New security approaches need to be developed for new technologies like those aimed at enabling the internet of things (IoT), according to PTC senior system specialist Sebastian Bergner.
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“One of the most important building blocks of the digital transformation and smart connected products is security,” he told attendees of PTC LiveWorx Europe 2015 in Stuttgart, Germany.
For this reason, Bergner said, PTC’s ThingWorx IoT software platform complies with most IT security standards and includes security features such as encryption, and user and device authentication.
Other features include rights management and permissions management, but he said the security of the system alone is not enough.
“In the future, we will go to systems of systems, which means we will need a secure and trusted ecosystem from the sensor to the user,” said Bergner.
For this reason, PTC is working with security firm Exceet to create the basis for a trusted ecosystem that is open to all industry players.
“We want to address the next level of security which we feel is needed for a future where we expect billions of machines and devices to be talking to each other automatically,” said Björn Peters, lead for IoT at Exceet Secure Solutions.
“In this scenario, in which even machines from competitors may be talking to each other to enable certain services, there has to be assurance that all communications are allowed and can be revoked easily if necessary,” he said.
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According to Peters, there is a need for something to secure a whole ecosystem that goes beyond technical things such as connectivity security and virtual private networks.
“Security is not optional, but it is something that you need from the start. It is something you need to be prepared for,” he said.
Peters added that he is also seeing security as a barrier for every IoT project, especially in Europe where there are increasingly stringent rules around data protection.
“Exceed and PTC believe there is a need for a platform to meet the need for a secure device identity lifecycle, which could encourage even more companies to enter the field of IoT,” he said.
Together, the companies are creating such a platform, starting with secure hardware and using secure elements to provide a tamper-proof hardware storage for the private key fully integrated into the ThingWorx platform to enable a trusted infrastructure.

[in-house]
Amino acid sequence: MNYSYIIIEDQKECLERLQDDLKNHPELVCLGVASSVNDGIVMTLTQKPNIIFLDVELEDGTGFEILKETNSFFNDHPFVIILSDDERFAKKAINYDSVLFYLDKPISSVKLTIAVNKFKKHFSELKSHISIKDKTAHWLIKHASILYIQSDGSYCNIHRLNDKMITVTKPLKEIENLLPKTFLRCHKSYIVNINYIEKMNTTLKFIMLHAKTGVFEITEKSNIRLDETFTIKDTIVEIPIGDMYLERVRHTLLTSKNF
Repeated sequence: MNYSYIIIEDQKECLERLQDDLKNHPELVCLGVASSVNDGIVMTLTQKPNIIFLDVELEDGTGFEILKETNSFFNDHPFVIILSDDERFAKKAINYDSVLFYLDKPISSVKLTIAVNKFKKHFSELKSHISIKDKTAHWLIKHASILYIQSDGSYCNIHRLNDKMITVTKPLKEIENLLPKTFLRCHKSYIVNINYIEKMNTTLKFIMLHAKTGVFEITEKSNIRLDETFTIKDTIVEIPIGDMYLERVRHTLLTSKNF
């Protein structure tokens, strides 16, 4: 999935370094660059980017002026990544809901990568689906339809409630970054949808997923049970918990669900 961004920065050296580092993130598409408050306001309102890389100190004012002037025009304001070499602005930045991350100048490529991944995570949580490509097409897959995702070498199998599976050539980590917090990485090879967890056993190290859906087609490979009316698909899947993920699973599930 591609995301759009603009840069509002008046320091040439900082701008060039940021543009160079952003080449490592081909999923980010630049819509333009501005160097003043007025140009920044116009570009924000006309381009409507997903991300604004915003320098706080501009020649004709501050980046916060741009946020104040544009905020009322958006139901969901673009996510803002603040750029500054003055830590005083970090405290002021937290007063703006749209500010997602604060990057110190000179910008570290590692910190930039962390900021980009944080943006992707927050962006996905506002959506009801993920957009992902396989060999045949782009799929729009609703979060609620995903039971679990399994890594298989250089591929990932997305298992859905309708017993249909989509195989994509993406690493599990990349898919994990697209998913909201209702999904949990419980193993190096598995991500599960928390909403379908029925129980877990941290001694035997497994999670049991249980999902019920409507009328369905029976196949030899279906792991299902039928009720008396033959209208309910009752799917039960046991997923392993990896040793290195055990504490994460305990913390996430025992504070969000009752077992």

“This trusted infrastructure is the foundation of what we call the trusted management that enables unique device identification, mutual authentication, end-to-end encryption in an object-based way, secure configuration management, and secure rules and rights management,” said Peters.
“We believe we are creating a new security standard, but it is not intended to be a closed shop. We want to have other secure element providers in the game to provide a choice and as many device suppliers as possible.”
Although security is important, said Peters, it is just as important to have security that is appropriate to any particular use case to ensure that security does not unnecessarily become a “show-stopper”.
“Everyone planning an IoT deployment should do an IoT risk assessment, especially if they have high-risk data to find the right security approach for them,” he said.
In a typical implementation, added Peters, a secure element is used to create a “sphere of trust” around the IoT-enabled device connecting through a trusted platform to a trusted ecosystem, where each player which have different access rights to the data according to their role.
“PTC and Exceed want to make the next step in terms of platform security and ID management,” he said.
“The goal is to provide all the basic requirements for IoT security out of the box, but for highest levels of security, consultation will probably be needed to tailor the security system to the particular data protection needs of the project.”